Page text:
Russian Talmudist and writer; born in Wilna Oct. 1, 1817; died Dec. 13, 1885. He studied under Manasseh of Ilye and Isaac of Volozhin, who were highly impressed with his ability. Besides Talmud and Hebrew, Strashun acquired a knowledge of Russian, German, French, and Latiń, and of mathematics, philosophy, and other sciences. He likewise engaged in business; and although his first venture was a complete failure and he lost everything he possessed, his enterprises were afterward very successful.
Strashun spent a great part of his considerable fortune in collecting a magnificent library; and his house soon became a rendezvous for scholars and students from all parts of Europe. He corresponded with eminent Jews like Zunz and Rapoport; and even Gentile scholars, such as Professor Wünsche and others, sought his advice with regard to complicated problems.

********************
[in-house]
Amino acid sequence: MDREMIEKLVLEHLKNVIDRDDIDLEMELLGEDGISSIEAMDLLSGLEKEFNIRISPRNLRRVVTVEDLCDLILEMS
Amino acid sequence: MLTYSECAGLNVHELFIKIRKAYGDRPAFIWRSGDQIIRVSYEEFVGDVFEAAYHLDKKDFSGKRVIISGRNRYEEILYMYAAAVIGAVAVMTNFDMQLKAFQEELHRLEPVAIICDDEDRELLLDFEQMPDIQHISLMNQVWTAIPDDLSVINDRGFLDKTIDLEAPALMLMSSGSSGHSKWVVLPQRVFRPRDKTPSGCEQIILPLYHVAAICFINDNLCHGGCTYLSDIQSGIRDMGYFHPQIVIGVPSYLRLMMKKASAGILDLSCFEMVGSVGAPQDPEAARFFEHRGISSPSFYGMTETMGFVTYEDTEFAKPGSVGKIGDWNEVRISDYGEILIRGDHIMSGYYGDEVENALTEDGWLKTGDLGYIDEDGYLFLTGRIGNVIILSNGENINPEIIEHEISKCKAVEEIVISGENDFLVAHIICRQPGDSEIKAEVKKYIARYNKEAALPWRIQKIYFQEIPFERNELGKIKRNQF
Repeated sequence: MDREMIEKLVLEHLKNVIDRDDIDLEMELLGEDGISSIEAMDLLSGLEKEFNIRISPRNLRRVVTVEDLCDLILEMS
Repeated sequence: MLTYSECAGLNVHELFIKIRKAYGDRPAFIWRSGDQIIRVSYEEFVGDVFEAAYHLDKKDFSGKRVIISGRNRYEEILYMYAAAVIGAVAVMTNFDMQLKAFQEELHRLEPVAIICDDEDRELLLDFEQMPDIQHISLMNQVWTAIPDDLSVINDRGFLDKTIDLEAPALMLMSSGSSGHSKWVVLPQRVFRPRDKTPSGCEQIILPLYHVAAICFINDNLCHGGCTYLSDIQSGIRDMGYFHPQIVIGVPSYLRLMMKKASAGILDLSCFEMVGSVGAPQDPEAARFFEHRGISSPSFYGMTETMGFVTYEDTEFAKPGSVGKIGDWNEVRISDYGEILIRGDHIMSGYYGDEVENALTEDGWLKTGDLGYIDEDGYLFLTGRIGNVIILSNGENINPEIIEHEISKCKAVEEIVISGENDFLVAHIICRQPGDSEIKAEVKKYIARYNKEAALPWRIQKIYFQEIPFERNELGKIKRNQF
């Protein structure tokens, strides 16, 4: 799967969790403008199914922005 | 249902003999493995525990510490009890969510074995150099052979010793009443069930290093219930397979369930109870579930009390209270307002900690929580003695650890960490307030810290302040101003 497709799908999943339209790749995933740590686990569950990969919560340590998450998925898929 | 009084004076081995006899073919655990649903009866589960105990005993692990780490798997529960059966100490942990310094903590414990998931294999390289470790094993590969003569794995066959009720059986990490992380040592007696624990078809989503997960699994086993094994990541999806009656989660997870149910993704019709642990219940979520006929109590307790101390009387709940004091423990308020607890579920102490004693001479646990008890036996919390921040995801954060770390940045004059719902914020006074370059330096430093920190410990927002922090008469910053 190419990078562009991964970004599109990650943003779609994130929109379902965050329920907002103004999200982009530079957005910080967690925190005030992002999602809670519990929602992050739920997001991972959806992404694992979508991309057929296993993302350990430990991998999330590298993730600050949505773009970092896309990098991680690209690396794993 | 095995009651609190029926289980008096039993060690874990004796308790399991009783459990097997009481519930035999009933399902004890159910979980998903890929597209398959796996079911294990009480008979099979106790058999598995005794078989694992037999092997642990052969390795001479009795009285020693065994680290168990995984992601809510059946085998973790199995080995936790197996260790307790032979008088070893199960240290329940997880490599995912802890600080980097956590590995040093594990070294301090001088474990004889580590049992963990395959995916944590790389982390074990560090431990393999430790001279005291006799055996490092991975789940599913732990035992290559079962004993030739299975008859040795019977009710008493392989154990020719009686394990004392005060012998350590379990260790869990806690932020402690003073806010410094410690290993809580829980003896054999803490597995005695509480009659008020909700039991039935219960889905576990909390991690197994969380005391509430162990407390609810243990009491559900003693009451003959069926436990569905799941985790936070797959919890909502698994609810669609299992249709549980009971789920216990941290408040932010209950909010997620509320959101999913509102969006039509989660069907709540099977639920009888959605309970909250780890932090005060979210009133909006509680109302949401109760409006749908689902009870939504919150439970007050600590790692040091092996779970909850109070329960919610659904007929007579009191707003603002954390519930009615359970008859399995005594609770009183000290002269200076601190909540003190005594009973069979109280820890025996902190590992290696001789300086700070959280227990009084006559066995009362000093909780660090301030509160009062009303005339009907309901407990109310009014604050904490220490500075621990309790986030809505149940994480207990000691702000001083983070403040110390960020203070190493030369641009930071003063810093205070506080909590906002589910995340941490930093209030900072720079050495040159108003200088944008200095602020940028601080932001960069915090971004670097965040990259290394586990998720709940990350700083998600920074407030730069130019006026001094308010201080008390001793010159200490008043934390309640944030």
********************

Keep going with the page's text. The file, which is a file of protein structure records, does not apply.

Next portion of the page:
His studies and books, however, were not the only matters to claim Strashun's attention. He took an active interest in public affairs also, and was for many years president of the Hebrew charities in Wilna. The government appointed him adviser to the state bank, and bestowed many honors upon him for his faithful services.
Strashun's first literary productions appeared in the "Pirḥe Ẓafon," "Kerem Ḥemed," "Ha-Maggid," and "Ha-Karmel." In book form he published: "Reḥobot Ḳiryah," an introduction and annotations to the "Ḳiryah Ne'emanah," by Fuenn; and "Liḳḳuṭe Shoshanim" (Berlin, 1889), a catalogue of the Strashun library.
- Suvalski, Keneset ha-Gedolah, 1890;
- Ha-Asif, 1885. vol. ii.;
- Zeitlin, Bibl. Post-Mendels. p. 388;
- Ha-Meliẓ, 1885, p. 93.